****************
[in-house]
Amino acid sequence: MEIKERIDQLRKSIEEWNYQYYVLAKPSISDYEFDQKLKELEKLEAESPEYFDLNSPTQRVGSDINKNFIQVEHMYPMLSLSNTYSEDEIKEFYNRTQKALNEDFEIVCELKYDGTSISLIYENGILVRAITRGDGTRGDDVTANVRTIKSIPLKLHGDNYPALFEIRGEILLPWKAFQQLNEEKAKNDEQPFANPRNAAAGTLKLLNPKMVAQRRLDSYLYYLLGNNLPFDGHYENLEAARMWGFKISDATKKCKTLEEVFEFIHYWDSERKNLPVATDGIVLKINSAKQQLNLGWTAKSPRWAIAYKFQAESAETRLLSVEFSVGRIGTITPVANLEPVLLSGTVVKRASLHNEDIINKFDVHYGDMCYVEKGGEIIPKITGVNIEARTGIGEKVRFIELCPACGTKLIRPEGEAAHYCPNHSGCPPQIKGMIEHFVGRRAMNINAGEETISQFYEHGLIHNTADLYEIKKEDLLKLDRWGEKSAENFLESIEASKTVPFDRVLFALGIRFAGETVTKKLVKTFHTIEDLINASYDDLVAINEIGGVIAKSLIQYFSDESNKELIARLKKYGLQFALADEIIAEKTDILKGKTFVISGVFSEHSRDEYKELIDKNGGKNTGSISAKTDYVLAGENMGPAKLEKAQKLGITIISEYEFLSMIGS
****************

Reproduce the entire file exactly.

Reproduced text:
[in-house]
Amino acid sequence: MEIKERIDQLRKSIEEWNYQYYVLAKPSISDYEFDQKLKELEKLEAESPEYFDLNSPTQRVGSDINKNFIQVEHMYPMLSLSNTYSEDEIKEFYNRTQKALNEDFEIVCELKYDGTSISLIYENGILVRAITRGDGTRGDDVTANVRTIKSIPLKLHGDNYPALFEIRGEILLPWKAFQQLNEEKAKNDEQPFANPRNAAAGTLKLLNPKMVAQRRLDSYLYYLLGNNLPFDGHYENLEAARMWGFKISDATKKCKTLEEVFEFIHYWDSERKNLPVATDGIVLKINSAKQQLNLGWTAKSPRWAIAYKFQAESAETRLLSVEFSVGRIGTITPVANLEPVLLSGTVVKRASLHNEDIINKFDVHYGDMCYVEKGGEIIPKITGVNIEARTGIGEKVRFIELCPACGTKLIRPEGEAAHYCPNHSGCPPQIKGMIEHFVGRRAMNINAGEETISQFYEHGLIHNTADLYEIKKEDLLKLDRWGEKSAENFLESIEASKTVPFDRVLFALGIRFAGETVTKKLVKTFHTIEDLINASYDDLVAINEIGGVIAKSLIQYFSDESNKELIARLKKYGLQFALADEIIAEKTDILKGKTFVISGVFSEHSRDEYKELIDKNGGKNTGSISAKTDYVLAGENMGPAKLEKAQKLGITIISEYEFLSMIGS